Engineering defects in ferroelectrics provides key to improved polarisation stability

(Nanowerk News) A University of New South Wales (UNSW) study published in Nature Communications ("Superior polarization retention through engineered domain wall pinning") presents an exciting step towards domain-wall nanoelectronics: a novel form of future electronics based on nano-scale conduction paths, and which could allow for extremely dense memory storage.
FLEET researchers at the UNSW School of Materials Science and Engineering have made an important step in solving the technology’s primary long-standing challenge of information stability.
Domain walls are ‘atomically sharp’ topological defects separating regions of uniform polarisation in ferroelectric materials.
ferroelectric domains
Voltage-dependent domain formation. (Image: UNSW)
Ferroelectric materials can be considered the electrical equivalent of a permanent magnet, possessing a spontaneous polarisation. This polarisation is ‘switchable’ by an electric field.
Domain walls in ferroelectrics possess fascinating properties, and are considered separate entities with properties that are dramatically different from the parent bulk ferroic material.
These properties are brought about by changes in structure, symmetry and chemistry confined within the wall.
“This is the fundamental starting point underpinning domain wall nanoelectronics,” says study author Prof Jan Seidel.
The ‘switching’ property of ferroelectric materials makes them a popular candidate for low-voltage nanoelectronics. In a ferroelectric transistor, distinct polarisation states would represent the computational 0 and 1 states of binary systems.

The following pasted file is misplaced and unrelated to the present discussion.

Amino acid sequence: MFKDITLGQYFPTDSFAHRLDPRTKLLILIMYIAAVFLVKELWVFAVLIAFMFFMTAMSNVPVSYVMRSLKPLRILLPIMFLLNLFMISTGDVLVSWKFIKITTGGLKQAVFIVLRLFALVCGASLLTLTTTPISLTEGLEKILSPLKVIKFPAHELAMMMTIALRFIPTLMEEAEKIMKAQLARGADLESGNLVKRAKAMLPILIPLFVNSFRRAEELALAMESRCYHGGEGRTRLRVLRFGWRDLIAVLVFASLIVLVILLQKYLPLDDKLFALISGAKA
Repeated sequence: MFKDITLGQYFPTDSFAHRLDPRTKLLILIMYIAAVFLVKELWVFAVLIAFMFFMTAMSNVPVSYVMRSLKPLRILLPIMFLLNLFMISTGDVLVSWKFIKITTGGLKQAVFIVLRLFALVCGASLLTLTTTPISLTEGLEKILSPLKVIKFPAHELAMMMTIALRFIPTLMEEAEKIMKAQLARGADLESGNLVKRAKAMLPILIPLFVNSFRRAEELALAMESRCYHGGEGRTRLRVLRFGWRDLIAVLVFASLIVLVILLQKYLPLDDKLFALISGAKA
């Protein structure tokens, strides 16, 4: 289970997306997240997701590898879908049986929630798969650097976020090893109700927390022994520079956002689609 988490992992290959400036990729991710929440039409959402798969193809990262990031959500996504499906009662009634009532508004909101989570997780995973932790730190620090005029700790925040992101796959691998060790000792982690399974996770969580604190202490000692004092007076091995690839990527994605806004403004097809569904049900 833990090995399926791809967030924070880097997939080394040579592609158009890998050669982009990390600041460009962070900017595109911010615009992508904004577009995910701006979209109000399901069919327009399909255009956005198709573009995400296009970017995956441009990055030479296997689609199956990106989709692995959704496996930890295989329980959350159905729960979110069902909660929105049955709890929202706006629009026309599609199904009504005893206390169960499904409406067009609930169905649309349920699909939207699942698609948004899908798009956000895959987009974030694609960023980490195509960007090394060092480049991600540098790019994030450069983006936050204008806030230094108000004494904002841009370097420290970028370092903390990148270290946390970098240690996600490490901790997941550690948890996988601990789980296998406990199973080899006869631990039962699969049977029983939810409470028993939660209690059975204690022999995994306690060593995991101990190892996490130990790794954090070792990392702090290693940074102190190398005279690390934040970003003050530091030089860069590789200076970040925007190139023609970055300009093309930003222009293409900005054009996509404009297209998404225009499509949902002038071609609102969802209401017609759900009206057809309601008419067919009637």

However, the stability of that stored polarisation information has proven to be a challenge in application of the technology to data storage, especially for very small nanoscale domain sizes, which are desired for high storage densities.
“The polarisation state in ferroelectric materials decays typically within days to a few weeks, which would mean information storage failure in any domain-wall data storage system,” says author Prof Nagy Valanoor.
The period of time that information can be stored in ferroelectric materials, ie the stability of the stored polarisation information, is thus a key performance feature.
To date, this long-standing issue of information instability has been one of the main limitations on the technology’s application.
The study investigates the ferroelectric material BiFeO3 (BFO) with specially introduced designer defects in thin films. These designer defects can clamp down domain walls in the material, effectively preventing the ferroelectric domain relaxation process that drives information loss.
“We used a ‘defect engineering’ method to design and fabricate a special BFO thin film that is not susceptible to retention loss over time,” says lead author Dr Daniel Sando.
Pinning of domain walls is thus the main factor utilised to engineer very long polarisation retention.
“The novelty of this new research lies in precisely-controlled pinning of the domain wall, which allowed us to realise superior polarisation retention,” says lead author Dawei Zhang.
The research provides critical new thinking and concepts for domain-wall based nanoelectronics for non-volatile data storage and logic device architectures.
In addition the mixed phase BFO–LAO system is a fertile ground for other intriguing physical properties, including piezoelectric response, field-induced strain, electrochromic effects, magnetic moments, electrical conductivity and mechanical properties.
Source: University of New South Wales
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